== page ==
Calculators & Tools
Knowing how much you need in Super by the time you retire is critically important before planning out your retirement and associated investment strategies.
There is no excuse for not making it a priority when you are young as you have time on your side and hopefully this article outlines what a monumental difference having a handle on your investments can make.
Rather than paying a Financial Planner thousands of dollars to create scenarios for you, we’ve outlined out retirement plans in three scenarios
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This one is fairly obvious and the sooner you start thinking about your retirement, the easier it will be to look at Superannuation investment opportunities.
Gareth is 35 so the scenario is based on him.
This one is really important as it moves the needle a lot. For me, I have a fairly non physical job, not really at any risk of dying on the job unless my keyboard and my grandparents lived to 90+.
Living in Australia, the official stats say the life expectancy is 82.50 so I can only assume that I should have a high chance of hitting that.
Gareth went with 90 as the target life expectancy.
This one doesn’t make as much of a difference as you think. Its really only used to calculate the contributions to super in percentage terms. In Australia all individuals are entitled to a $25,000 superannuation contribution limit and a compulsory 9.5% from your employer.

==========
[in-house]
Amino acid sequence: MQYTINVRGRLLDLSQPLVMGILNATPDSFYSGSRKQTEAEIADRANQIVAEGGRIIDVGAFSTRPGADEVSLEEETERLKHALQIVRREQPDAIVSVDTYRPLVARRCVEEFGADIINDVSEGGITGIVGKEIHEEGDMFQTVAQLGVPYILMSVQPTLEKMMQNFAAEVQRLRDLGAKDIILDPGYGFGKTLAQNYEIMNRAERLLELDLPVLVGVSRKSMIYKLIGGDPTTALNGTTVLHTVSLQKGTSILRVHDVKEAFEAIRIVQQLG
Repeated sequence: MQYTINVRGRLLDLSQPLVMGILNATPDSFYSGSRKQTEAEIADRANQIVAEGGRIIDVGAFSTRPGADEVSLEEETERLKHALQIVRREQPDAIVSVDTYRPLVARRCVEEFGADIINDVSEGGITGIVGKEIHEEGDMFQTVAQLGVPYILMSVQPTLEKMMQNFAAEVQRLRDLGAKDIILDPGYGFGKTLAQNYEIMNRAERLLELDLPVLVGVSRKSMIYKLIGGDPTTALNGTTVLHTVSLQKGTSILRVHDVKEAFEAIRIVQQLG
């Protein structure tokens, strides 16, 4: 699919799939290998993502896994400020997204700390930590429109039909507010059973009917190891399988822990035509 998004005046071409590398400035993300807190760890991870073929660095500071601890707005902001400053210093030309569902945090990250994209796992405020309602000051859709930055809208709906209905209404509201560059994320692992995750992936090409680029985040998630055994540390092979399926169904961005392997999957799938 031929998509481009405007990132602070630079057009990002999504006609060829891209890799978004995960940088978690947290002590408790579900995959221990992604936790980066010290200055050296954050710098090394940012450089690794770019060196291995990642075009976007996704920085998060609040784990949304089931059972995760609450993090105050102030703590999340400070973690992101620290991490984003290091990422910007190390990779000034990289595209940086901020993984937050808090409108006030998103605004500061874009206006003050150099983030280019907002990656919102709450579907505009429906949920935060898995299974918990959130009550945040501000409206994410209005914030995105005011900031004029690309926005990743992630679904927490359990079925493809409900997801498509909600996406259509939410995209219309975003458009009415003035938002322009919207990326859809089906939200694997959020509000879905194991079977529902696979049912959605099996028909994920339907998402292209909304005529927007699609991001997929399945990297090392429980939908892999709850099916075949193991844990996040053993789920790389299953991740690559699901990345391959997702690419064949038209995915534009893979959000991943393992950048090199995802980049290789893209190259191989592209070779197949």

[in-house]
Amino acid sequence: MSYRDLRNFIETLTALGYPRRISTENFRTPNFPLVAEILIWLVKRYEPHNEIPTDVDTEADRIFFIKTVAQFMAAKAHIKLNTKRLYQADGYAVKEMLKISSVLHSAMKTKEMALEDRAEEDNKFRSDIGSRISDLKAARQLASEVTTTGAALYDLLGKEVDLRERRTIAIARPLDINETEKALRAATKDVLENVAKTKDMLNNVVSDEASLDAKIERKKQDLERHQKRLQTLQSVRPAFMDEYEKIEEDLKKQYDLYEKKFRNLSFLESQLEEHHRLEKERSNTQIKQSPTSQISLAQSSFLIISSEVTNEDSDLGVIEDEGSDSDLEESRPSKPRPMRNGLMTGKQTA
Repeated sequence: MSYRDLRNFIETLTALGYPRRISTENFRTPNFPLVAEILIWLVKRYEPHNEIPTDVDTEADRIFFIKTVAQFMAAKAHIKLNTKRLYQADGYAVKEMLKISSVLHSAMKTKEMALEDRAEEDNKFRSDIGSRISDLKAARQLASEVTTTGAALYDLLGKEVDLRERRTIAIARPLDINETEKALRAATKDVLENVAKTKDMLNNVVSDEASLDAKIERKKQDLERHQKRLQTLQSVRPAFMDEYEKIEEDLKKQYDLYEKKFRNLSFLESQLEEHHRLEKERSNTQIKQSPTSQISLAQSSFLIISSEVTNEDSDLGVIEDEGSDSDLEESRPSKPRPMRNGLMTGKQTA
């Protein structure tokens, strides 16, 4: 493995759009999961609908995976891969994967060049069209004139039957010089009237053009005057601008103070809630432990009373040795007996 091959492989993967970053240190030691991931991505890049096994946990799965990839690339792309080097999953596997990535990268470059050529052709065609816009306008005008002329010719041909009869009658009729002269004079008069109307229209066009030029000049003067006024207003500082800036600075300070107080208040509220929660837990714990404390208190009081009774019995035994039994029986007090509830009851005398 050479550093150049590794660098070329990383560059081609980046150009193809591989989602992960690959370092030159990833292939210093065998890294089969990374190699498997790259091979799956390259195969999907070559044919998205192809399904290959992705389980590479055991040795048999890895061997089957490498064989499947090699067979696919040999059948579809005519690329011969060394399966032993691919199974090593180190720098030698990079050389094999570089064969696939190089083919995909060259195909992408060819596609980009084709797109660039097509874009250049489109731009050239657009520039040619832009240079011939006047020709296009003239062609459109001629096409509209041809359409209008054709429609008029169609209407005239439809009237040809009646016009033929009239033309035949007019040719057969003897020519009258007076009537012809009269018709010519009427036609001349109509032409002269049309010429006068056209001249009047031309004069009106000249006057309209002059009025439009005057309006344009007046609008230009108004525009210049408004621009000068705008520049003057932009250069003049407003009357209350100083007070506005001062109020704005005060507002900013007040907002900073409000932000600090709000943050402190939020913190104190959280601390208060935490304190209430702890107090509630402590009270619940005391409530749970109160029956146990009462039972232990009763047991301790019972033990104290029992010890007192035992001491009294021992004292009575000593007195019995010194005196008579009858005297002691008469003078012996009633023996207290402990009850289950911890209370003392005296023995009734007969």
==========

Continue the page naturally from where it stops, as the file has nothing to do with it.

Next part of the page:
Thus we have used an annual income of $260,000 as $260,000 x 9.5% = $24,700 contribution to super each year.
The annual income increase box can move the needle substantially as it will adjust the superannuation contribution of which we Australians are limited to keep things easy to follow, we’ve assumed no pay rises until retirement. Or you could look at it as being able to contribute $24,700 per annum to super until age 60.
The percent of income invested we have assumed 9.5% which is the current compulsory superannuation contribution for employed Australians. We have however ‘modified’ the numbers to take advantage of the $25,000 tax concession.
We have assumed a starting balance of $500,000 AUD
Gareth has an optimistic dream of being able to retire at age 60 like many baby boomers however the realistic fact for many Australians is working until much later in life. However for the sake of the examples, we’ve gone with age 60.
ROI stands for Return on Investment. The ROI for Retirement Funds is the expected performance of your superannuation investments from retirement to end of life. For the sake of the examples, we have assumed that your investments will revert to cash from when you retire.
Obviously if you can achieve risk free investments at better than 2% through retirement, you will have more to spend.
This number is really important and often forgotten. This helps to understand the time value of money and how inflation can easily eat into investment returns. In theory you should also have your funds invested where you can achieve at least the inflation rate or better.
Another major needle mover, how much income you need in retirement will greatly affect the amount of money you need at retirement. Much of the internet suggests that you should need around two thirds of your pre retirement income to maintain the same standard of living in Australia.
Gareth is used to niceish cars, an international holiday once a year and an expensive wine habit so we’ve assumed a bit more. Still not ridiculous but a bit more than the suggested averages from AFSA (see table below)